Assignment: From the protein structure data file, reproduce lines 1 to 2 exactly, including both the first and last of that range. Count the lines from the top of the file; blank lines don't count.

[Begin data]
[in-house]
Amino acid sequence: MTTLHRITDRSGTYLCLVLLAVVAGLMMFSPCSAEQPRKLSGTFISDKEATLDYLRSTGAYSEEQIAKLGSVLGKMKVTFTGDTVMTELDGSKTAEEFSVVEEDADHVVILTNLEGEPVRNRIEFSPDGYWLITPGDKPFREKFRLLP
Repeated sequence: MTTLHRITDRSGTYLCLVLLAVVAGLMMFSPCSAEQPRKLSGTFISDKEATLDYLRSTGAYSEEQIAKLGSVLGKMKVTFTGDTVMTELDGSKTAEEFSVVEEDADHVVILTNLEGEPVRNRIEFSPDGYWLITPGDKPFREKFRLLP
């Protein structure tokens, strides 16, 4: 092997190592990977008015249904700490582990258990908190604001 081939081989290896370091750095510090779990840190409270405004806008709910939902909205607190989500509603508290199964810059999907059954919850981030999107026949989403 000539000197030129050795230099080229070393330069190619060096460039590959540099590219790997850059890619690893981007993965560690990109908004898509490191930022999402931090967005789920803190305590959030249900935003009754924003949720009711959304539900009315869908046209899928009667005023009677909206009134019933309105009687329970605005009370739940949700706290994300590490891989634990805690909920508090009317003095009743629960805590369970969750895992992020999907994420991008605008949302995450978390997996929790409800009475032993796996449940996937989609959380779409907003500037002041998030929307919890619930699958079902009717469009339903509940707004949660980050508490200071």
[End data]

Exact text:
[in-house]
Amino acid sequence: MTTLHRITDRSGTYLCLVLLAVVAGLMMFSPCSAEQPRKLSGTFISDKEATLDYLRSTGAYSEEQIAKLGSVLGKMKVTFTGDTVMTELDGSKTAEEFSVVEEDADHVVILTNLEGEPVRNRIEFSPDGYWLITPGDKPFREKFRLLP